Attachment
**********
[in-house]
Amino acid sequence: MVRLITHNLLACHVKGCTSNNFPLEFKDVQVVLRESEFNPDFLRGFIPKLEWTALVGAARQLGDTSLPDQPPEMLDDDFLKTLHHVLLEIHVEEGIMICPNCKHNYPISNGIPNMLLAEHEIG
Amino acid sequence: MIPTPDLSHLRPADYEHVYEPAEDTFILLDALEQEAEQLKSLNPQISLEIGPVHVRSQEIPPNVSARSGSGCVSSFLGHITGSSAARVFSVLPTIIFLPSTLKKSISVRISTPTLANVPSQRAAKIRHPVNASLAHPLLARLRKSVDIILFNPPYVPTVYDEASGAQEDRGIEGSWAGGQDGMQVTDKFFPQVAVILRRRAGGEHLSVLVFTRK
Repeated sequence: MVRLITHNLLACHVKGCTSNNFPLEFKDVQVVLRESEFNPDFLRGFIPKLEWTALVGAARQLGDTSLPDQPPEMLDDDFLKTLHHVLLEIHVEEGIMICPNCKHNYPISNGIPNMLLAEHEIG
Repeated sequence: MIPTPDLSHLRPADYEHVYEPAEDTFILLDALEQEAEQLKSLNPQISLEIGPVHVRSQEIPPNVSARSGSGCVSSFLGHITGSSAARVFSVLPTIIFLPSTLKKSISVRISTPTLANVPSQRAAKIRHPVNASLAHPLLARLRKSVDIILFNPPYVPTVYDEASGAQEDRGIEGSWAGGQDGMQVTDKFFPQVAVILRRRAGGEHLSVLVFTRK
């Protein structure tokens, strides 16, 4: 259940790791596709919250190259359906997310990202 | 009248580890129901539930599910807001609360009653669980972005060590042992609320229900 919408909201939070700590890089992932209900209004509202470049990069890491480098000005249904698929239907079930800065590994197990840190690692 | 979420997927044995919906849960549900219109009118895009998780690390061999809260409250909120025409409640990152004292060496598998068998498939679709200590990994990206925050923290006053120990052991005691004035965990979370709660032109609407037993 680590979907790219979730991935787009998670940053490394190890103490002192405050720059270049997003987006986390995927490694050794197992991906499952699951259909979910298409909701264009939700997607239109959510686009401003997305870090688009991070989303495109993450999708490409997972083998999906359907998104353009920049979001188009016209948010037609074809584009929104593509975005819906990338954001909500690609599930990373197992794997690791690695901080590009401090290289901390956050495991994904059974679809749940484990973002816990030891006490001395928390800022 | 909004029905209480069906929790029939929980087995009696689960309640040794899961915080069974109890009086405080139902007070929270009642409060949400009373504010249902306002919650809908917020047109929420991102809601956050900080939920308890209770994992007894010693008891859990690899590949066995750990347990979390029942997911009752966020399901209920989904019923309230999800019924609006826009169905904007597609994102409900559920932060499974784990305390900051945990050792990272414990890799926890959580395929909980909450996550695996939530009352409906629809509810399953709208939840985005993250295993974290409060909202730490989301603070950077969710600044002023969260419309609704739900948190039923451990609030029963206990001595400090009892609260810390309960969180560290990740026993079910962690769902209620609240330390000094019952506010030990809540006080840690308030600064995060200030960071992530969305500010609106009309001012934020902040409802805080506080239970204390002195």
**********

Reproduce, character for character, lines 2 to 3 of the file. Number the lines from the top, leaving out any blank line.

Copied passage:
Amino acid sequence: MVRLITHNLLACHVKGCTSNNFPLEFKDVQVVLRESEFNPDFLRGFIPKLEWTALVGAARQLGDTSLPDQPPEMLDDDFLKTLHHVLLEIHVEEGIMICPNCKHNYPISNGIPNMLLAEHEIG
Amino acid sequence: MIPTPDLSHLRPADYEHVYEPAEDTFILLDALEQEAEQLKSLNPQISLEIGPVHVRSQEIPPNVSARSGSGCVSSFLGHITGSSAARVFSVLPTIIFLPSTLKKSISVRISTPTLANVPSQRAAKIRHPVNASLAHPLLARLRKSVDIILFNPPYVPTVYDEASGAQEDRGIEGSWAGGQDGMQVTDKFFPQVAVILRRRAGGEHLSVLVFTRK